The pungy is a type of schooner developed in and peculiar to the Chesapeake Bay region. The name is believed to derive from the Pungoteague region of Accomack County, Virginia, where the design was developed in the 1840s and 50s.
In form, the pungy is a two-masted gaff-rigged schooner with a main topsail but no square-rigged sails (as found on the related Baltimore clipper). The masts are tall and raked, and there is a bowsprit on the clipper bow. The deck is flush, with a log rail. The hull is framed and has a vee profile. One peculiar detail of the pungy is its traditional paint scheme of green and pink, the origin of which is unknown.
The pungy, like the Baltimore clipper, evolved from the pilot schooner. Its principal usage was to haul freight, particularly perishables. It was capable of ocean travel and was used, for instance, to ship pineapples to Baltimore from Bermuda. It was also used for a time to dredge for oysters, but its excessive draft and large crew complement led to it being replaced by the bugeye. The last pungies were built in the 1880s, and its use died out in the first half of the twentieth century.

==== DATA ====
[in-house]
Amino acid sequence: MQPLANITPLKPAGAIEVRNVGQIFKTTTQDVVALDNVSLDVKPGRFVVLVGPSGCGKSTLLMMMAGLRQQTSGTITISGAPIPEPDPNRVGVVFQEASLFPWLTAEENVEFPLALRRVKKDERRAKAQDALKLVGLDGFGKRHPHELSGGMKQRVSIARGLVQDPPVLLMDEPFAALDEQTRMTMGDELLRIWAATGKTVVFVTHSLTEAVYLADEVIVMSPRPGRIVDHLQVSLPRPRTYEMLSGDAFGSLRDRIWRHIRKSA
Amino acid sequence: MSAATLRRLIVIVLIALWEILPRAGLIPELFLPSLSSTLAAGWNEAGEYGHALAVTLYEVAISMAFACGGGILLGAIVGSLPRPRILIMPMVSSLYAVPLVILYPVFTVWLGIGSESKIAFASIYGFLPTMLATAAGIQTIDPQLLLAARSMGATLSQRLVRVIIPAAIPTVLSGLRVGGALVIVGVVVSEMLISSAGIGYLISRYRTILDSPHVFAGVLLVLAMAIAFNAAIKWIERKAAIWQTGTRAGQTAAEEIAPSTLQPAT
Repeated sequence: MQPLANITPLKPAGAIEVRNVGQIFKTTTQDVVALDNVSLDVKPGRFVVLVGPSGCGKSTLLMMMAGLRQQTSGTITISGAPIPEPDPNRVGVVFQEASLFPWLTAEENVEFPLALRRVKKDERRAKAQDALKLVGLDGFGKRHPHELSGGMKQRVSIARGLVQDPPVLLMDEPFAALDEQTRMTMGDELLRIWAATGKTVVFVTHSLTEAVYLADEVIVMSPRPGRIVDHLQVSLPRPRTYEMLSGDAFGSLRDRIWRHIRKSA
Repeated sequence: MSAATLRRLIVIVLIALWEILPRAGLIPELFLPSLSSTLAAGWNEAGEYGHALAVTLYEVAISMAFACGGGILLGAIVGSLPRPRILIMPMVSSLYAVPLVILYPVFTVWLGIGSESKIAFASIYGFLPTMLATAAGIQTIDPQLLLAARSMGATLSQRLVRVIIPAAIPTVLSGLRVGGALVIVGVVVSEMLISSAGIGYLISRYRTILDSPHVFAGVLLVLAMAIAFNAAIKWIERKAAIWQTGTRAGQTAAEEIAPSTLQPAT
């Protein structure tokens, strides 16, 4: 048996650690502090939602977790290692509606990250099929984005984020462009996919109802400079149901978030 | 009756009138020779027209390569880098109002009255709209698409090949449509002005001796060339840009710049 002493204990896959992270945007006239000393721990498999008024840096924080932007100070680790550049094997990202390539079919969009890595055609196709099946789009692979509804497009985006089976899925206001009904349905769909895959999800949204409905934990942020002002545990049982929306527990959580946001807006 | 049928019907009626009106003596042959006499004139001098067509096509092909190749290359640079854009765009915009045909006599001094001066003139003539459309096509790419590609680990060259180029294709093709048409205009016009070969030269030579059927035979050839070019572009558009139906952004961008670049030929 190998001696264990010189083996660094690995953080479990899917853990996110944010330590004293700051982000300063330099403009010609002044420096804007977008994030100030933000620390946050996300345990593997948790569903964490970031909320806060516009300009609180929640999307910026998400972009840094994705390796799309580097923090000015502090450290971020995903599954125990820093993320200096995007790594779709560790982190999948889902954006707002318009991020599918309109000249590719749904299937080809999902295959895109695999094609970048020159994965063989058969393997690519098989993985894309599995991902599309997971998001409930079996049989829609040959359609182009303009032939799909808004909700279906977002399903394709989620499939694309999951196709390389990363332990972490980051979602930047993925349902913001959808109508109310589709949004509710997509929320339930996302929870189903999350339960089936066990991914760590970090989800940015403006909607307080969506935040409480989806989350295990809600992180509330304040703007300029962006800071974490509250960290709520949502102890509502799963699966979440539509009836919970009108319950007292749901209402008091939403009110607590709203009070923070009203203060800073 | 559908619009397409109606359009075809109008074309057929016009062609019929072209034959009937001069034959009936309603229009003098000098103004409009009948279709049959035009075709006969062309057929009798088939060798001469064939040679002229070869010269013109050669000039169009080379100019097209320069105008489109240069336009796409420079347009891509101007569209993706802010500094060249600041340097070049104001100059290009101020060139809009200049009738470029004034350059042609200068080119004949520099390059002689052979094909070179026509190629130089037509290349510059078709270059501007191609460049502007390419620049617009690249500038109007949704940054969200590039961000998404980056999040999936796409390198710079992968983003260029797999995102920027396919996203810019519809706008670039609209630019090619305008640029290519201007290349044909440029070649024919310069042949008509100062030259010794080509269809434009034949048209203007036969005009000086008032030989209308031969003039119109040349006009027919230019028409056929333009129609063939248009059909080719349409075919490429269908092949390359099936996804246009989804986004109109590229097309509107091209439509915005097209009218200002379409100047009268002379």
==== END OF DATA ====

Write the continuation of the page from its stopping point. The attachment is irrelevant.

A replica, the Lady Maryland, was built in 1985-1986 and continues to serve as a floating classroom for The Living Classrooms Foundation.
- "Chesapeake Bay Workboats: The Pungy". The Mariner's Museum, Newport News, Virginia. http://www.mariner.org/chesapeakebay/waterman/wat003.html. Retrieved 2007-03-19.
- "Chesapeake Bay Workboats: Pungy". Chesapeake Bay Gateway Network. http://www.baygateways.net/bayworkboats.cfm?id=6. Retrieved 2007-03-19.
- "Lady Maryland Facts". Living Classrooms Foundation. http://www.livingclassrooms.org/shipboard/lmfacts.html. Retrieved 2007-03-19.